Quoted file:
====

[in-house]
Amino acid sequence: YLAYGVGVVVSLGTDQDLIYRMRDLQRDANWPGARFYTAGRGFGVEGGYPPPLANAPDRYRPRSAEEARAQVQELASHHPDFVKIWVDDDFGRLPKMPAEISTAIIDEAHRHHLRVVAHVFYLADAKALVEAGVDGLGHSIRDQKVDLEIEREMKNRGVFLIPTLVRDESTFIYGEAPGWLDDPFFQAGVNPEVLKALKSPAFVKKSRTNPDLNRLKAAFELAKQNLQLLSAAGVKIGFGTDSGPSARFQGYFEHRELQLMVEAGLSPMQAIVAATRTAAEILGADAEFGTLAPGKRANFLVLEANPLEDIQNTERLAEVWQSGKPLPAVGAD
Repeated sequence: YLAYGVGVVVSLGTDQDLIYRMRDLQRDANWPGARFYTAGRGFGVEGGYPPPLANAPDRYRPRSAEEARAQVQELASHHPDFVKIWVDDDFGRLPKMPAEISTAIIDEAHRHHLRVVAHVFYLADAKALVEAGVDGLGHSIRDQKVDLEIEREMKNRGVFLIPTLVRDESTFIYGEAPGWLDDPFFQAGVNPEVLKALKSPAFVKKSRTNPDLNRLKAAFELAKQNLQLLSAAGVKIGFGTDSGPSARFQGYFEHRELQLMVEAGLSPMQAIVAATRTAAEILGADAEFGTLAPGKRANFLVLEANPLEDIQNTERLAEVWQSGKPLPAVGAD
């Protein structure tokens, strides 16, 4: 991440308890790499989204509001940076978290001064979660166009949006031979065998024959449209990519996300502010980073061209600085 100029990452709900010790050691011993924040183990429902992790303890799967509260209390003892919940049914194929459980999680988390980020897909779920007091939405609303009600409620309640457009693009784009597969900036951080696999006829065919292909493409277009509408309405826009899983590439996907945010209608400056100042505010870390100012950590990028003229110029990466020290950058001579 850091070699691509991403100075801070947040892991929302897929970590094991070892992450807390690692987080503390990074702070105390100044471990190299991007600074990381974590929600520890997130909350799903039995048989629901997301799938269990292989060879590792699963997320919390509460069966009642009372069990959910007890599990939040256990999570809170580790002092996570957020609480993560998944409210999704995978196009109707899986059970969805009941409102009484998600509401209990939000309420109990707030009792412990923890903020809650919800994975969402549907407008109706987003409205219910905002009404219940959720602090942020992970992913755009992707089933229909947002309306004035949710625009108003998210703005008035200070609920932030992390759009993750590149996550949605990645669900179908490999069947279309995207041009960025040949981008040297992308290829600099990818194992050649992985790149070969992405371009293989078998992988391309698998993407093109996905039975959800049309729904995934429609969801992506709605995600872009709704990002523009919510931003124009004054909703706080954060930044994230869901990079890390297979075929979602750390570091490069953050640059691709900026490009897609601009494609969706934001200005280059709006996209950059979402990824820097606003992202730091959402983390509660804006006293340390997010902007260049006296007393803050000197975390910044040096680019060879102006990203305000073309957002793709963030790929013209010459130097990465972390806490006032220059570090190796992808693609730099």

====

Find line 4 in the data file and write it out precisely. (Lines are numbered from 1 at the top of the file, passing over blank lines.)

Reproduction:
């Protein structure tokens, strides 16, 4: 991440308890790499989204509001940076978290001064979660166009949006031979065998024959449209990519996300502010980073061209600085 100029990452709900010790050691011993924040183990429902992790303890799967509260209390003892919940049914194929459980999680988390980020897909779920007091939405609303009600409620309640457009693009784009597969900036951080696999006829065919292909493409277009509408309405826009899983590439996907945010209608400056100042505010870390100012950590990028003229110029990466020290950058001579 850091070699691509991403100075801070947040892991929302897929970590094991070892992450807390690692987080503390990074702070105390100044471990190299991007600074990381974590929600520890997130909350799903039995048989629901997301799938269990292989060879590792699963997320919390509460069966009642009372069990959910007890599990939040256990999570809170580790002092996570957020609480993560998944409210999704995978196009109707899986059970969805009941409102009484998600509401209990939000309420109990707030009792412990923890903020809650919800994975969402549907407008109706987003409205219910905002009404219940959720602090942020992970992913755009992707089933229909947002309306004035949710625009108003998210703005008035200070609920932030992390759009993750590149996550949605990645669900179908490999069947279309995207041009960025040949981008040297992308290829600099990818194992050649992985790149070969992405371009293989078998992988391309698998993407093109996905039975959800049309729904995934429609969801992506709605995600872009709704990002523009919510931003124009004054909703706080954060930044994230869901990079890390297979075929979602750390570091490069953050640059691709900026490009897609601009494609969706934001200005280059709006996209950059979402990824820097606003992202730091959402983390509660804006006293340390997010902007260049006296007393803050000197975390910044040096680019060879102006990203305000073309957002793709963030790929013209010459130097990465972390806490006032220059570090190796992808693609730099």